The specter of Woods hangs over Project. It was at Woods's wedding to Elin Nordegren at a Barbados golf resort in October 2004 that Haney first worked with Barkley, making a few suggestions when he saw him lunging, er, swinging. Woods's joking replication of Barkley's hitch appeared on the first episode (Barkley pooh-poohs it, but in truth it's a fair approximation), and Tiger's barbs ring in Barkley's ears. Increasingly, Barkley doesn't have much return ammo. While Barkley's afflicted swing is available for scrutiny and ridicule in celebrity tournaments — he finished dead last at the American Century Celebrity Golf Championship last July — Woods doesn't shoot hoops in public. And once Tiger married a beautiful model and started a family, Barkley's insults about Tiger's lack of social skills lost their sting. About all Barkley has is the top of Woods's head. "Tiger has this pick he uses to try to disguise the fact that he's going bald," Barkley says. "It's just terrible." But Woods has a comeback even for that. When Haney tells Tiger that he instructed Barkley to lower his head at address, Woods jokes that the camera should get out of the way lest "there be a total eclipse." Often criticized for being bland, Woods could easily do 30 minutes of stand-up on his good buddy.

Having Woods and/or Barkley's other superstar tormentor, Michael Jordan, show up to observe Barkley's presumed improvement would be the show's dream final episode. As of last weekend, however, neither had been booked.

"The average student," Haney is saying, could not work this hard and would not work this hard. Charles has hit over a thousand balls every day we've been together. The average player couldn't hit 200. That is attributable both to Charles's athletic ability and his desire to get better."

During the morning session Barkley swings almost nonstop for 30 minutes at a time, moving from ball to ball with only a second or two pause between each swing, sometimes using a 70-inch driver — 45 is standard — so he can better feel the clubhead. Some balls are teed normally, others are waist- and chest-high, resting atop sawed-off shafts stuck in the ground. Some of the swings are accompanied by curses, when he hits shaft instead of ball. Most of the work is geared toward changing the plane of Barkley's fantastically flawed swing. Haney stands behind him, running through the whole pedagogical vocabulary of reinforcement. Real good. Niii-ce. Perfect, bud. There you go! Haney holds a long club and, like a nun with a yardstick sneaking up behind a naughty schoolboy, sometimes reaches into Barkley's swing and guides his club into the proper plane, trying to create an outside-in arc that replicates a counterclockwise loop. Barkley's main malady — this is simplistic to say the least — is that his swing plane is way too steep. Haney believes that Barkley's head-lowering hitch, rather than being the source of trouble, is a necessary self-correction. "If Charles didn't stop and hitch on the way down," Haney asks, "how would he hit the ball? He would theoretically drive the club three feet into the ground." The 53-year-old Haney says this in utter amazement. His experienced eyes are accustomed to watching an athlete with perhaps the best swing in the world take a hundred perfect ones, then, maybe on the 101st, go a trifle inside on the takeaway. So he says, "Tiger, that was a bit inside," and the flaw is corrected.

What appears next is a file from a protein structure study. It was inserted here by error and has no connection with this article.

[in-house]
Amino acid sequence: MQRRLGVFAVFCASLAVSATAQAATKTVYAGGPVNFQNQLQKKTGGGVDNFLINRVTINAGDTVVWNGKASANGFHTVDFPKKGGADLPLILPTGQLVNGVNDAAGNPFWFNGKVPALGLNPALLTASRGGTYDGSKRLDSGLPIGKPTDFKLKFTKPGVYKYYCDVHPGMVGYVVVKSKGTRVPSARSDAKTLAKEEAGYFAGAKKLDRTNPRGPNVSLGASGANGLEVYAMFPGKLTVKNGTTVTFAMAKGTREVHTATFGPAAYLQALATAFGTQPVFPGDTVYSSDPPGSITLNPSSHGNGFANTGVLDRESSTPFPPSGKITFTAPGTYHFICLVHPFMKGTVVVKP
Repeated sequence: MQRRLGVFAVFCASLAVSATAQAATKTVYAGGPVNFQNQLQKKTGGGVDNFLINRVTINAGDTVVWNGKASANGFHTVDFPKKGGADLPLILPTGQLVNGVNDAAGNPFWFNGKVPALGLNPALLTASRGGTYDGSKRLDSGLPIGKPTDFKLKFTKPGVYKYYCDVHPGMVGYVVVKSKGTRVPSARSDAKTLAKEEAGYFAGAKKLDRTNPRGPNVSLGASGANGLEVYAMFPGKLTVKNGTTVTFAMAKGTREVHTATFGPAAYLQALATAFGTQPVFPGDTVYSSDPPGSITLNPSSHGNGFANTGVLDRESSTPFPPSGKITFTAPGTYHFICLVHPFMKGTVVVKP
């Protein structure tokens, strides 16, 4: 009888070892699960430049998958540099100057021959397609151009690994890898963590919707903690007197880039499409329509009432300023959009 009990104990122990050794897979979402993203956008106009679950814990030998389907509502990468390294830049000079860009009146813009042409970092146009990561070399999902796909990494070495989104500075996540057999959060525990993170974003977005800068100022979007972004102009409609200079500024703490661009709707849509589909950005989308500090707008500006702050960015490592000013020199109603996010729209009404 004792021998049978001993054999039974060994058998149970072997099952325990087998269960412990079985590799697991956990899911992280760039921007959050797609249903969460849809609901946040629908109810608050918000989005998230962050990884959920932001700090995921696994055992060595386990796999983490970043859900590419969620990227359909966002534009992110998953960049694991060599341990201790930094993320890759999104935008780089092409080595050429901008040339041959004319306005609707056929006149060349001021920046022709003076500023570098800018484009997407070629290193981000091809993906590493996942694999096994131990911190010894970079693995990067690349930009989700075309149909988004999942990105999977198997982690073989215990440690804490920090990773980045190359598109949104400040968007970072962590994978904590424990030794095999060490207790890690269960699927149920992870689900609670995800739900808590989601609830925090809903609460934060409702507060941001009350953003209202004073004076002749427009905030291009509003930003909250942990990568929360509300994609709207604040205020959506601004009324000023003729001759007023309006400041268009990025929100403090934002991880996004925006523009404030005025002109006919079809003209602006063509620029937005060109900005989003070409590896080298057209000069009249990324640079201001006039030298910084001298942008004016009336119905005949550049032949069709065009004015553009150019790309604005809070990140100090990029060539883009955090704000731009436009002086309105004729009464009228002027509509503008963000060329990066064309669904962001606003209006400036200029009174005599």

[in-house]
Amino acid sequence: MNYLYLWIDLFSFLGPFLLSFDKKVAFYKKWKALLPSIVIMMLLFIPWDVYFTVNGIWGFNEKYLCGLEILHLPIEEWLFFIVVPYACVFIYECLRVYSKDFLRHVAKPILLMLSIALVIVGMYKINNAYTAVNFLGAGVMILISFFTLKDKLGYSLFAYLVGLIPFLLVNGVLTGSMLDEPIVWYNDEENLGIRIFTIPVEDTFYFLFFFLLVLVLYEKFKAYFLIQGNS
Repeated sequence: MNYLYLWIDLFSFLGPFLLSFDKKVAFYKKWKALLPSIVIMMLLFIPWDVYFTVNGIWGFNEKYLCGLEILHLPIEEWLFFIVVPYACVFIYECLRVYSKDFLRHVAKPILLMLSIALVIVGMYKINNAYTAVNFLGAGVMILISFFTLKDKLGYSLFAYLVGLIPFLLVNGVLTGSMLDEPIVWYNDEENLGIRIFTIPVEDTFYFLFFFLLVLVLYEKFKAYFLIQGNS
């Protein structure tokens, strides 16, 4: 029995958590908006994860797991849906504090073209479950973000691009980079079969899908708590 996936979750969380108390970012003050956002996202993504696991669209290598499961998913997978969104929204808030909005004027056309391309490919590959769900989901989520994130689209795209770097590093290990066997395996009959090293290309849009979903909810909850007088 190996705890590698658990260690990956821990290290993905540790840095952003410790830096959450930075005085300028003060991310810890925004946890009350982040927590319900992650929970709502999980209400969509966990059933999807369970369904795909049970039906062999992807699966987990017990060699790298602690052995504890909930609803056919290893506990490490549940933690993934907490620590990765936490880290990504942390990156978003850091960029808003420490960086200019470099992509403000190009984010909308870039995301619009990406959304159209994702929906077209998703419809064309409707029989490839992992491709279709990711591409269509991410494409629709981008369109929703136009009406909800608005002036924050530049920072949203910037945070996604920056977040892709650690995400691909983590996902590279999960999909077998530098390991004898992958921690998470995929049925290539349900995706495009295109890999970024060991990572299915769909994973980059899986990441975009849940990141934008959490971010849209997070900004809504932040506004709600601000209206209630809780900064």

After lunch at a barbecue joint, a long video review and a few hundred more practice balls precede a supposedly casual stroll on the nine-hole executive course that rims the property. But lurking in everyone's mind as the cameras whir is the possibility that Barkley's muscle memory will turn to mush. Previous excursions to courses during filming have not gone well. Neil Hartman, a sportscaster in Philadelphia, a longtime Barkley golfing buddy and the coordinating producer for Project — it was Hartman's idea to put Haney and Barkley together — feels the pressure. "The last three years have sucked because, for the most part, Charles has just stopped playing," says Hartman. "That is just sad for someone who used to enjoy the game so much and brings so much joy to others who play with him."

The first hole is a short par-4. Barkley practices his looped swing with Haney looking on. Barkley does a fair takeaway and ... hitches on the downswing. And hitches again. The results, however, are not disastrous. Haney has also been working on club impact and follow-through, and Barkley looks no worse than, say, a bogey golfer, maybe even better than that because his power, when he does connect, produces prodigiously long drives. So a sense of ease comes over the round. "I almost went all Christian Bale on your ass!" Barkley hollers to a videographer who gets in his sight line. An hour of video work follows, and the exhausting day that began at 9:30 ends eight hours later.